Koigi wa Wamwere, a political prisoner in Kenya for more than a decade, shares his personal story of survival and the struggle for democracy in Africa in an Amnesty International lecture at Lawrence University.
A visiting scholar at the Institute for Human Rights at Columbia University, wa Wamwere presents “Human Rights, Exile and Liberation” Tuesday, April 22 at 7 p.m. in the Wriston Art Center auditorium on the Lawrence campus.
While a student at Cornell University in the 1970s, wa Wamwere discovered democracy, freedom of speech and black pride, concepts he took with him when he returned to his native Kenya. In 1979, he won a seat in the parliament, but as an activist and parliament member, wa Wamere was a target of the oppressive Kenyatta and Moi regimes. He eventually was detained on three separate occasions, spending more than 13 years in prison after speaking out against the Kenyatta regime. He escaped execution only through the intervention of the Norwegian government and human rights organizations around the world.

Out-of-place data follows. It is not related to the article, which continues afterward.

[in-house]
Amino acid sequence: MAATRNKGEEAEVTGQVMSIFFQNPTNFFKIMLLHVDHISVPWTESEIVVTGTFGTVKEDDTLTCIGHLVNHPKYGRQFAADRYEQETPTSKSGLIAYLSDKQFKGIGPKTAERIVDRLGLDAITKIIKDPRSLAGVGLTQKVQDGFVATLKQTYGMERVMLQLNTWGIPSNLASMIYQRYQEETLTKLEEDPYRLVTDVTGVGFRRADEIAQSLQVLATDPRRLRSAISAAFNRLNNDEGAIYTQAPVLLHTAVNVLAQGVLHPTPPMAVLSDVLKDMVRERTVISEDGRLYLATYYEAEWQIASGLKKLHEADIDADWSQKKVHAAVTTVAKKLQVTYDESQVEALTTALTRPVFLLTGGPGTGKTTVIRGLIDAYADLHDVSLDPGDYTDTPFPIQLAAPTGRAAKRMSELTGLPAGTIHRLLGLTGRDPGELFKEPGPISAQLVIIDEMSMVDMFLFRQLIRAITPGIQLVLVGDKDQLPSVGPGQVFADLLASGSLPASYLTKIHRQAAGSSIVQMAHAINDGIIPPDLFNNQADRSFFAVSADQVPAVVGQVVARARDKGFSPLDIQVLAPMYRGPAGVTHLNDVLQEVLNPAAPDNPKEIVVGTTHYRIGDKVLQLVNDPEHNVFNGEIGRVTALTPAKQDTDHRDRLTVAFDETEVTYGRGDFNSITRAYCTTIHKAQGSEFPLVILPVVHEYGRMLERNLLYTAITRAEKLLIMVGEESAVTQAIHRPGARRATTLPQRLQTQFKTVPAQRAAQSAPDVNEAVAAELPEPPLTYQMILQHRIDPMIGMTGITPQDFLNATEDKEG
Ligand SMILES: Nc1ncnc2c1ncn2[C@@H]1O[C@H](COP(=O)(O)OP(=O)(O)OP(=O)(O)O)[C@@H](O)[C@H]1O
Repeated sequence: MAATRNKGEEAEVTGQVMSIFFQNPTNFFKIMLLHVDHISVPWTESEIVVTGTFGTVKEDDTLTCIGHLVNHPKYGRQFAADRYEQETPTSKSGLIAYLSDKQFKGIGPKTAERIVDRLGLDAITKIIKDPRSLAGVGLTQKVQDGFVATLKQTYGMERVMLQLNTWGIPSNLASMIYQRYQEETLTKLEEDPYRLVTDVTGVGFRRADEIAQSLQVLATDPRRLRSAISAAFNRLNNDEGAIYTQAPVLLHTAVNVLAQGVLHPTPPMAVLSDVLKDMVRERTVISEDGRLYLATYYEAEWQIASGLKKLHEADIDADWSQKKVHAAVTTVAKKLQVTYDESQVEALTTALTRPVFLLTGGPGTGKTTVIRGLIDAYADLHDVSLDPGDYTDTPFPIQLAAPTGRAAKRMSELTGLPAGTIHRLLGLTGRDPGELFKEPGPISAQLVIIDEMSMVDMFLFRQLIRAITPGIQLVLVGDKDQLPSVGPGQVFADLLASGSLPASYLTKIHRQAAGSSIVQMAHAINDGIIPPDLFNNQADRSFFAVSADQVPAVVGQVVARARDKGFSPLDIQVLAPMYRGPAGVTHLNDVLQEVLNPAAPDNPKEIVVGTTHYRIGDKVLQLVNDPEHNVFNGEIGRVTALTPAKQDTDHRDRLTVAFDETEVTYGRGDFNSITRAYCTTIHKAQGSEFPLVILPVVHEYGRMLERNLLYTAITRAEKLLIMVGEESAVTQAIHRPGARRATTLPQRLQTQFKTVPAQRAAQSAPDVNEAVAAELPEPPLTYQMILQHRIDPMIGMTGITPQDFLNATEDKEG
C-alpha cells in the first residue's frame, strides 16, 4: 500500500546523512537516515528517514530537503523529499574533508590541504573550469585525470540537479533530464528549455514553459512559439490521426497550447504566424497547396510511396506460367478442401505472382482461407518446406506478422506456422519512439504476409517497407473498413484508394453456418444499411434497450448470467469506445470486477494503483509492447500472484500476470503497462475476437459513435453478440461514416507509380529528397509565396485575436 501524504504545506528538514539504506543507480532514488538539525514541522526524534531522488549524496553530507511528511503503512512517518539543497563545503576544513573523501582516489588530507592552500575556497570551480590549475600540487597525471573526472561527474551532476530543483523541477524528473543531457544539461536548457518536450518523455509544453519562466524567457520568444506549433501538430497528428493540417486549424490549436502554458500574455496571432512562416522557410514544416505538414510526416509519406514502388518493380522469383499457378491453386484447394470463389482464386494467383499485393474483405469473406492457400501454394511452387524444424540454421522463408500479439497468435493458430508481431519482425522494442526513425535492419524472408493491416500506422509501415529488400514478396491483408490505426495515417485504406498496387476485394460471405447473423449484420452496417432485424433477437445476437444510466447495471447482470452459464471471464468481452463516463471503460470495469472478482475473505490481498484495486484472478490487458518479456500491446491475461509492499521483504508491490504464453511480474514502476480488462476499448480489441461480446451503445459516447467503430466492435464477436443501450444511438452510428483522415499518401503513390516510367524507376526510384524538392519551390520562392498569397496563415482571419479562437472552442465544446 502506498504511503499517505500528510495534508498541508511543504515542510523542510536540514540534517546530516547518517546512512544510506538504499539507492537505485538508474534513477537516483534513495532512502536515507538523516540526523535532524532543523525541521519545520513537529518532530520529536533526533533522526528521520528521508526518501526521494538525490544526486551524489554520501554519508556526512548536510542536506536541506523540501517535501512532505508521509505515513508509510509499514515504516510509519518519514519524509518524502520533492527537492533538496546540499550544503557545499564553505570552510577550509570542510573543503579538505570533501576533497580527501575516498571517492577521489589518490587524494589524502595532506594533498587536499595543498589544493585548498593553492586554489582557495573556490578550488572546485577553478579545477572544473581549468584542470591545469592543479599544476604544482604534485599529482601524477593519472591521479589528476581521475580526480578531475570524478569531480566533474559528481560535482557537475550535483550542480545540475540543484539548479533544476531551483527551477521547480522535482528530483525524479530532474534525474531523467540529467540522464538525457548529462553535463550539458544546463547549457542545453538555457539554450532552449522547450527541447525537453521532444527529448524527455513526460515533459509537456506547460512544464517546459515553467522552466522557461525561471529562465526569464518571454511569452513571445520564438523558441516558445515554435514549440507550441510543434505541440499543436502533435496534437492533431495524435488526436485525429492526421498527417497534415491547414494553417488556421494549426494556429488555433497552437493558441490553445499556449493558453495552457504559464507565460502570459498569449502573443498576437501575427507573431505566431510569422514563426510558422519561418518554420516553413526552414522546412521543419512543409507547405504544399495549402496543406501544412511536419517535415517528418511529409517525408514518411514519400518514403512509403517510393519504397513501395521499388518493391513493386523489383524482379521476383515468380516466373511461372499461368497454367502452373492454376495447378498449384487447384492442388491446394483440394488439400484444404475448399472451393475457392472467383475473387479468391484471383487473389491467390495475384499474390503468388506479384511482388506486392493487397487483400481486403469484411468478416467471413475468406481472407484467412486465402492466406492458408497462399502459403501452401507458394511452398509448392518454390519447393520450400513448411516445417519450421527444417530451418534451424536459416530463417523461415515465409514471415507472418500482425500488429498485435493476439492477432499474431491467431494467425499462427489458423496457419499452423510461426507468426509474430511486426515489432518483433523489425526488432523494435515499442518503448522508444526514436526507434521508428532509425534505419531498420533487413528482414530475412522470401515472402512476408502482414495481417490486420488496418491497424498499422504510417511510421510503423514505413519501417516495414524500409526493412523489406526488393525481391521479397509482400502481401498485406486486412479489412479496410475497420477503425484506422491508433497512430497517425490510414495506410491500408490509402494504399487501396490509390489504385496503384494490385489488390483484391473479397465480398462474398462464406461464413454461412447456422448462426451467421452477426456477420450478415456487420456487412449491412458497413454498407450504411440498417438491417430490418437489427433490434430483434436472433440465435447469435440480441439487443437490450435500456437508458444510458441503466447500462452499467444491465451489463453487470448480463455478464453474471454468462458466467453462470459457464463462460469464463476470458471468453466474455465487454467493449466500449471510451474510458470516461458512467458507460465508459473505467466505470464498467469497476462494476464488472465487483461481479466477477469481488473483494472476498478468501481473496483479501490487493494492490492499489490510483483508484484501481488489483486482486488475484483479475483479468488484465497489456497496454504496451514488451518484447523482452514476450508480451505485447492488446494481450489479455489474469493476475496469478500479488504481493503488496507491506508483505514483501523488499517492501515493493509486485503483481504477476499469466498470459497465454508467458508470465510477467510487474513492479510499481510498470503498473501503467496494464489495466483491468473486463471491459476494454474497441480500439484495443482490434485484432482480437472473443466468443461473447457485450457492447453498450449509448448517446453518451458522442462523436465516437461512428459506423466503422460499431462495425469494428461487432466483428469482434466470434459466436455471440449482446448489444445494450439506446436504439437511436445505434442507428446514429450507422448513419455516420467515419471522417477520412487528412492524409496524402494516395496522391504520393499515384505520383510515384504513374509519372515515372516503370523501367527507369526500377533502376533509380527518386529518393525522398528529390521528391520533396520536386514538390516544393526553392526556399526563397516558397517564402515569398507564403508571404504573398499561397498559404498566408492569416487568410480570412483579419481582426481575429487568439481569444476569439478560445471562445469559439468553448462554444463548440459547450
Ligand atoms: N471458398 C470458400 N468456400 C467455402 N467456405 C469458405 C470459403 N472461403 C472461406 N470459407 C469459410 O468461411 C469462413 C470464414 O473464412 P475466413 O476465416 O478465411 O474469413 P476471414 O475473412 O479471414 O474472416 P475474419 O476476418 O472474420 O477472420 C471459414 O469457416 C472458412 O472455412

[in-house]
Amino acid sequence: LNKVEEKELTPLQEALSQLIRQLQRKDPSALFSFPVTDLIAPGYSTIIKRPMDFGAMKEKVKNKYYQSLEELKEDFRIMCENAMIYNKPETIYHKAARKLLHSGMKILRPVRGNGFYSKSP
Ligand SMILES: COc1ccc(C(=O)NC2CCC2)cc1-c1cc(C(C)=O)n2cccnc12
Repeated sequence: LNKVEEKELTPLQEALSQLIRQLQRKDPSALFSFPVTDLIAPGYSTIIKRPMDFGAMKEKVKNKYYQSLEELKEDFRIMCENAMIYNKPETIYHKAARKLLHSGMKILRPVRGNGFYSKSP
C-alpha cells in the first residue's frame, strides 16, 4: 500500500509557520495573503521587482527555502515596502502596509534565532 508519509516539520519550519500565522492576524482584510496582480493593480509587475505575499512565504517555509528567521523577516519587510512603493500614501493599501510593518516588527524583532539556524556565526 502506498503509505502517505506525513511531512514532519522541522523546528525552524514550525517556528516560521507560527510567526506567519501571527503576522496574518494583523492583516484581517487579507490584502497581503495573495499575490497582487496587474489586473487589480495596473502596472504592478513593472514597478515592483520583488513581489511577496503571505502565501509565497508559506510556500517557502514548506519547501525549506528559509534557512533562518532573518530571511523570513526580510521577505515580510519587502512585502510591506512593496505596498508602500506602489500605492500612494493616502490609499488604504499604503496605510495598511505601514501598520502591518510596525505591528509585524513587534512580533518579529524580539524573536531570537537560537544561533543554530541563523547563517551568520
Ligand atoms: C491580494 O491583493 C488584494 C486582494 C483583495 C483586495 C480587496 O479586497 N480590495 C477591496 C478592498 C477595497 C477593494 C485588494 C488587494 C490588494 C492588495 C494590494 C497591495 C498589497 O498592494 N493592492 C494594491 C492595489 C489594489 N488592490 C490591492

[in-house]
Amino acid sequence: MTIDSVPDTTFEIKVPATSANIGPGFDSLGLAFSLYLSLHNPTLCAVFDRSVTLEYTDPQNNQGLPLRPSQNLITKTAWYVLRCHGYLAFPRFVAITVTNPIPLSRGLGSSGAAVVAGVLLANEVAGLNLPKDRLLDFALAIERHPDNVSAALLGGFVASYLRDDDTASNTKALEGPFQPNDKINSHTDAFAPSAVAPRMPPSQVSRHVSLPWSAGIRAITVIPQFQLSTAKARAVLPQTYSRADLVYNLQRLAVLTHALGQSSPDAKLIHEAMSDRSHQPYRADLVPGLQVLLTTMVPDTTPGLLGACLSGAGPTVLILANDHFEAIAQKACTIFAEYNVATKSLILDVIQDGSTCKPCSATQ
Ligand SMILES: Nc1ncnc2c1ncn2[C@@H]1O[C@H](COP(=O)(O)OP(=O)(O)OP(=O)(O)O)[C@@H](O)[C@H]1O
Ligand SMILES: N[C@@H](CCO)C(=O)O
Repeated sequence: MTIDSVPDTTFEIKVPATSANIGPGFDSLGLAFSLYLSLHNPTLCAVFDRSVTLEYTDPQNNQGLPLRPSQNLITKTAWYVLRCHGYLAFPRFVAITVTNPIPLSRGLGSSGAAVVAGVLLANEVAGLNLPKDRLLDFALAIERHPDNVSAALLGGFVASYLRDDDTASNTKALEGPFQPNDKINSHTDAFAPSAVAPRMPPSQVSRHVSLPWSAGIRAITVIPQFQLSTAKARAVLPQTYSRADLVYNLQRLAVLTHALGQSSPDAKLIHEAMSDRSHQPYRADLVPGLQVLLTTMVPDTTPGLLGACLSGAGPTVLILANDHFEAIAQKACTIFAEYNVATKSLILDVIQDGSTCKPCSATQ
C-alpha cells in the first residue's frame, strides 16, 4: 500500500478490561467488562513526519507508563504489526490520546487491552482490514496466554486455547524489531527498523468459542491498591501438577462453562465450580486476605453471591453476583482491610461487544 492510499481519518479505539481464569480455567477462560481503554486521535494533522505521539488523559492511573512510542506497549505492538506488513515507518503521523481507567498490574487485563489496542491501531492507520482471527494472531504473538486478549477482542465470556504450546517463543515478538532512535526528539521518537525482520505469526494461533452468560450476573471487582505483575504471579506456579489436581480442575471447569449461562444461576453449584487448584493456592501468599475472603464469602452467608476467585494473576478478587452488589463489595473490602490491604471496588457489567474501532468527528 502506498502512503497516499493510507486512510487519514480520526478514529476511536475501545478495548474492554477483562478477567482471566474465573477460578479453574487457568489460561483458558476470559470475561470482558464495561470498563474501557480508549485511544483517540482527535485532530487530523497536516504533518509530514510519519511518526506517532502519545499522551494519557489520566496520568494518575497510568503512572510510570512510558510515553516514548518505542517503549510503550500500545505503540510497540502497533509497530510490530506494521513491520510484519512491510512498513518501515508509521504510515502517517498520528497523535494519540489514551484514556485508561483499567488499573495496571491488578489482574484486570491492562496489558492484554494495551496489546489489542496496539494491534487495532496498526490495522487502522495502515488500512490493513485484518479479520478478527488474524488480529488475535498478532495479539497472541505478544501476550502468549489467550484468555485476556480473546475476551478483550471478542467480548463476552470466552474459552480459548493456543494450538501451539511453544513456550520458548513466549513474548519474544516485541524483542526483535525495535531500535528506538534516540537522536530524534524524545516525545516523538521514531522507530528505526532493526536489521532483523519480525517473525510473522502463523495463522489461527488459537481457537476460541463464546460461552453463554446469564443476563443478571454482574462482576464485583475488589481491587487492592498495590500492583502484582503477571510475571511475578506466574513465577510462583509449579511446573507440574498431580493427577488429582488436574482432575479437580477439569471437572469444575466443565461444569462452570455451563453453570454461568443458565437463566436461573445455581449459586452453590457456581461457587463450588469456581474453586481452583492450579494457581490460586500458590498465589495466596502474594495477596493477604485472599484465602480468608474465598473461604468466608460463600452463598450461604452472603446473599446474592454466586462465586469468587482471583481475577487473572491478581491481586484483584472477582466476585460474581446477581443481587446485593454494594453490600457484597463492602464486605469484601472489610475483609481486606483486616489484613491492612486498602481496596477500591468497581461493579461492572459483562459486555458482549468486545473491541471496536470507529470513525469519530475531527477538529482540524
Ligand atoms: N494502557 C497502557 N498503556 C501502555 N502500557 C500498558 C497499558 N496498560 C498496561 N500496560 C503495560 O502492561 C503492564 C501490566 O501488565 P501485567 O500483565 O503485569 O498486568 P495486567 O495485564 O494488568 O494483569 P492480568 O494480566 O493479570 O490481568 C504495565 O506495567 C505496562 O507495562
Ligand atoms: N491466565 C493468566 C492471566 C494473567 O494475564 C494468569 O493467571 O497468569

Wa Wamwere, who was re-elected to the Kenyan parliament last December, chronicled his life in his 2002 autobiography “I Refuse to Die.” A second book, “Negative Ethnicity,” which addresses African tribal conflict and genocide, is scheduled for release later this year.
Lawrence University, "Kenyan Struggle for Human Rights, Democracy in Africa Focus of Lawrence University Amnesty International Address" (2003). Press Releases. Paper 226.